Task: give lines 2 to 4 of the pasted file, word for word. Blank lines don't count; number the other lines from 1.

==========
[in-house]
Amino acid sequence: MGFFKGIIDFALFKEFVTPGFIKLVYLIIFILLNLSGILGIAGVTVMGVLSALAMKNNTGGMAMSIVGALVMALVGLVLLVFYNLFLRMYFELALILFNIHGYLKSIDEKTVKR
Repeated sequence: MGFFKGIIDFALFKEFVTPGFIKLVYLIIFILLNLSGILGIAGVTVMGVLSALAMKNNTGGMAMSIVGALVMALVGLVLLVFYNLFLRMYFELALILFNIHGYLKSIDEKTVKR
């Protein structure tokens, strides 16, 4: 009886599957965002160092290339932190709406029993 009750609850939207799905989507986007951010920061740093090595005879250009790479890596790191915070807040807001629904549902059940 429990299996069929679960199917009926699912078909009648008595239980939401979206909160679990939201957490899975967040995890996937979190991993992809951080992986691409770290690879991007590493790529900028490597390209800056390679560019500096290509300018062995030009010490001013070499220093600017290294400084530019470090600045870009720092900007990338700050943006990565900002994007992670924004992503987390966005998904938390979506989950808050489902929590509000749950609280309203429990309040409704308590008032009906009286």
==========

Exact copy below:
Amino acid sequence: MGFFKGIIDFALFKEFVTPGFIKLVYLIIFILLNLSGILGIAGVTVMGVLSALAMKNNTGGMAMSIVGALVMALVGLVLLVFYNLFLRMYFELALILFNIHGYLKSIDEKTVKR
Repeated sequence: MGFFKGIIDFALFKEFVTPGFIKLVYLIIFILLNLSGILGIAGVTVMGVLSALAMKNNTGGMAMSIVGALVMALVGLVLLVFYNLFLRMYFELALILFNIHGYLKSIDEKTVKR
């Protein structure tokens, strides 16, 4: 009886599957965002160092290339932190709406029993 009750609850939207799905989507986007951010920061740093090595005879250009790479890596790191915070807040807001629904549902059940 429990299996069929679960199917009926699912078909009648008595239980939401979206909160679990939201957490899975967040995890996937979190991993992809951080992986691409770290690879991007590493790529900028490597390209800056390679560019500096290509300018062995030009010490001013070499220093600017290294400084530019470090600045870009720092900007990338700050943006990565900002994007992670924004992503987390966005998904938390979506989950808050489902929590509000749950609280309203429990309040409704308590008032009906009286």